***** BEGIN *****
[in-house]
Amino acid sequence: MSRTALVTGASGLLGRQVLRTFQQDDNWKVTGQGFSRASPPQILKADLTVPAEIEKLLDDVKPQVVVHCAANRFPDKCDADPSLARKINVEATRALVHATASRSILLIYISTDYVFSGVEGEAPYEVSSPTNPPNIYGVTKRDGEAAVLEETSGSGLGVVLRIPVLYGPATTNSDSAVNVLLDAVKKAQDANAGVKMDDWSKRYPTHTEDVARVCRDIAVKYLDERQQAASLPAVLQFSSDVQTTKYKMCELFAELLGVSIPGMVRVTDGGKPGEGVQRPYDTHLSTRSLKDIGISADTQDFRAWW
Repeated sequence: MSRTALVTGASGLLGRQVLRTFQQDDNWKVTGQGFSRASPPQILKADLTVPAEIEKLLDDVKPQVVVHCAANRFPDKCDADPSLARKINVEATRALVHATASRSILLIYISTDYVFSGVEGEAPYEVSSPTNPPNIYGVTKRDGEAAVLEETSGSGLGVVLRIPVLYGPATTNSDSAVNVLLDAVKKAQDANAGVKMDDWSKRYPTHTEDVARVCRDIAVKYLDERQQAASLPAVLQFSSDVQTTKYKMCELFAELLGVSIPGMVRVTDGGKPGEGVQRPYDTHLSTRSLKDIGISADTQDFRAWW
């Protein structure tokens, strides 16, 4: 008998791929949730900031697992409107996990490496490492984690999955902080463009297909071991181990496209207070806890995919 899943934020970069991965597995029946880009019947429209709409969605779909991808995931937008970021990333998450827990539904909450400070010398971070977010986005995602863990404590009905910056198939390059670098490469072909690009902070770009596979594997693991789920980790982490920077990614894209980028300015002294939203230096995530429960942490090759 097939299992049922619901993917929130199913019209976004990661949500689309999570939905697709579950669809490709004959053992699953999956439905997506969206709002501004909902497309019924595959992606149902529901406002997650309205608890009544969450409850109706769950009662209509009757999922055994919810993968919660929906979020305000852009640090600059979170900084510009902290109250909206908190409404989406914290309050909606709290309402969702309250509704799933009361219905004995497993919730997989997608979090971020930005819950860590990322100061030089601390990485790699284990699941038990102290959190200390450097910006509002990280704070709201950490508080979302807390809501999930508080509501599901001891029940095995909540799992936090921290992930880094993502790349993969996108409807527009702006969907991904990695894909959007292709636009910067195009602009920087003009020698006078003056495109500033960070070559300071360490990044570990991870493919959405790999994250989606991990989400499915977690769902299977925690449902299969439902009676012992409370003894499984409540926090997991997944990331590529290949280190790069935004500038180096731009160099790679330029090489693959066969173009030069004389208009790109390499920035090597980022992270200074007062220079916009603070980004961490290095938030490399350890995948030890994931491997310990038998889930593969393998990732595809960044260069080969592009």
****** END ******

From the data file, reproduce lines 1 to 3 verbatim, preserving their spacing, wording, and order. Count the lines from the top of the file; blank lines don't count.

[in-house]
Amino acid sequence: MSRTALVTGASGLLGRQVLRTFQQDDNWKVTGQGFSRASPPQILKADLTVPAEIEKLLDDVKPQVVVHCAANRFPDKCDADPSLARKINVEATRALVHATASRSILLIYISTDYVFSGVEGEAPYEVSSPTNPPNIYGVTKRDGEAAVLEETSGSGLGVVLRIPVLYGPATTNSDSAVNVLLDAVKKAQDANAGVKMDDWSKRYPTHTEDVARVCRDIAVKYLDERQQAASLPAVLQFSSDVQTTKYKMCELFAELLGVSIPGMVRVTDGGKPGEGVQRPYDTHLSTRSLKDIGISADTQDFRAWW
Repeated sequence: MSRTALVTGASGLLGRQVLRTFQQDDNWKVTGQGFSRASPPQILKADLTVPAEIEKLLDDVKPQVVVHCAANRFPDKCDADPSLARKINVEATRALVHATASRSILLIYISTDYVFSGVEGEAPYEVSSPTNPPNIYGVTKRDGEAAVLEETSGSGLGVVLRIPVLYGPATTNSDSAVNVLLDAVKKAQDANAGVKMDDWSKRYPTHTEDVARVCRDIAVKYLDERQQAASLPAVLQFSSDVQTTKYKMCELFAELLGVSIPGMVRVTDGGKPGEGVQRPYDTHLSTRSLKDIGISADTQDFRAWW